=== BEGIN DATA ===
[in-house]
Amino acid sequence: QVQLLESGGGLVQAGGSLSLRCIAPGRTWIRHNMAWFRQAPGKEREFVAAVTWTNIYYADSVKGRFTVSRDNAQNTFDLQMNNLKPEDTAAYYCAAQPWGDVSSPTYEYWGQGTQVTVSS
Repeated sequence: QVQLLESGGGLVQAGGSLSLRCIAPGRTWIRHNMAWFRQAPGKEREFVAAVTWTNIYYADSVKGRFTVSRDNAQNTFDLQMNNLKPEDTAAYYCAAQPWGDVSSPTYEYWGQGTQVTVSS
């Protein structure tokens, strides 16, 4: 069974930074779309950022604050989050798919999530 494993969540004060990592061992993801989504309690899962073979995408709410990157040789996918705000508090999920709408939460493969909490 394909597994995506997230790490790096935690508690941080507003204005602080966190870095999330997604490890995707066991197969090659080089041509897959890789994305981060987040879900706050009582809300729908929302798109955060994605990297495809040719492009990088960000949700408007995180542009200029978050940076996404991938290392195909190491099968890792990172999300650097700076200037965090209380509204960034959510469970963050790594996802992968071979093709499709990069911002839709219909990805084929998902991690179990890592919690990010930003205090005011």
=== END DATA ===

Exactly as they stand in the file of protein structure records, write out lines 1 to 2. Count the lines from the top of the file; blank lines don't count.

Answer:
[in-house]
Amino acid sequence: QVQLLESGGGLVQAGGSLSLRCIAPGRTWIRHNMAWFRQAPGKEREFVAAVTWTNIYYADSVKGRFTVSRDNAQNTFDLQMNNLKPEDTAAYYCAAQPWGDVSSPTYEYWGQGTQVTVSS